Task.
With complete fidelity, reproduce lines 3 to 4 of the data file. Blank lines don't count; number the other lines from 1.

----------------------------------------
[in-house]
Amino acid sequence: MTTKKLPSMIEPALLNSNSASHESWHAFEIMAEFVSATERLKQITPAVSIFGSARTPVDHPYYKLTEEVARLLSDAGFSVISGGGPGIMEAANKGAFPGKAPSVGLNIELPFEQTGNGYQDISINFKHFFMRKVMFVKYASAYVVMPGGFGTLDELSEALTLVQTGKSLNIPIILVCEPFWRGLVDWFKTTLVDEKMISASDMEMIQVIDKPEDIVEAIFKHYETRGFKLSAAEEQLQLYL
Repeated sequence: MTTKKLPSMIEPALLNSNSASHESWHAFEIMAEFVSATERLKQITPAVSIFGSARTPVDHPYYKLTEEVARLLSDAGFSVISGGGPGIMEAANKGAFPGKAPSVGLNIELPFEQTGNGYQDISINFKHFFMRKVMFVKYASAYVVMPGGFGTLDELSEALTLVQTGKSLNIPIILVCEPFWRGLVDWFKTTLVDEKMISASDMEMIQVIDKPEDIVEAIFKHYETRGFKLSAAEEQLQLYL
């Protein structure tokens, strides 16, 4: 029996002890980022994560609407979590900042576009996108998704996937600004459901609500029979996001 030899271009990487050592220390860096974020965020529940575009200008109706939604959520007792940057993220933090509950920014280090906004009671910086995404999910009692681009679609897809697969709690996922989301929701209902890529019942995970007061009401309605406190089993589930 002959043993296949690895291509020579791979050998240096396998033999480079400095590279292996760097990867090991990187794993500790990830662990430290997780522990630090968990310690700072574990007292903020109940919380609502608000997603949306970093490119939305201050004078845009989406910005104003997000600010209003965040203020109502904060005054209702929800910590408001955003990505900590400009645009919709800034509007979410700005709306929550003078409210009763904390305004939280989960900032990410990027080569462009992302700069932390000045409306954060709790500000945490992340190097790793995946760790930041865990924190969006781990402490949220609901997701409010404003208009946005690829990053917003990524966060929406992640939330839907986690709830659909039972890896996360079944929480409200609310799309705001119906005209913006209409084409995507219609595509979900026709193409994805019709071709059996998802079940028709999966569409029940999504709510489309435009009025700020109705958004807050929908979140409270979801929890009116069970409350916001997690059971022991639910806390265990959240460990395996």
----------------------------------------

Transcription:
Repeated sequence: MTTKKLPSMIEPALLNSNSASHESWHAFEIMAEFVSATERLKQITPAVSIFGSARTPVDHPYYKLTEEVARLLSDAGFSVISGGGPGIMEAANKGAFPGKAPSVGLNIELPFEQTGNGYQDISINFKHFFMRKVMFVKYASAYVVMPGGFGTLDELSEALTLVQTGKSLNIPIILVCEPFWRGLVDWFKTTLVDEKMISASDMEMIQVIDKPEDIVEAIFKHYETRGFKLSAAEEQLQLYL
């Protein structure tokens, strides 16, 4: 029996002890980022994560609407979590900042576009996108998704996937600004459901609500029979996001 030899271009990487050592220390860096974020965020529940575009200008109706939604959520007792940057993220933090509950920014280090906004009671910086995404999910009692681009679609897809697969709690996922989301929701209902890529019942995970007061009401309605406190089993589930 002959043993296949690895291509020579791979050998240096396998033999480079400095590279292996760097990867090991990187794993500790990830662990430290997780522990630090968990310690700072574990007292903020109940919380609502608000997603949306970093490119939305201050004078845009989406910005104003997000600010209003965040203020109502904060005054209702929800910590408001955003990505900590400009645009919709800034509007979410700005709306929550003078409210009763904390305004939280989960900032990410990027080569462009992302700069932390000045409306954060709790500000945490992340190097790793995946760790930041865990924190969006781990402490949220609901997701409010404003208009946005690829990053917003990524966060929406992640939330839907986690709830659909039972890896996360079944929480409200609310799309705001119906005209913006209409084409995507219609595509979900026709193409994805019709071709059996998802079940028709999966569409029940999504709510489309435009009025700020109705958004807050929908979140409270979801929890009116069970409350916001997690059971022991639910806390265990959240460990395996």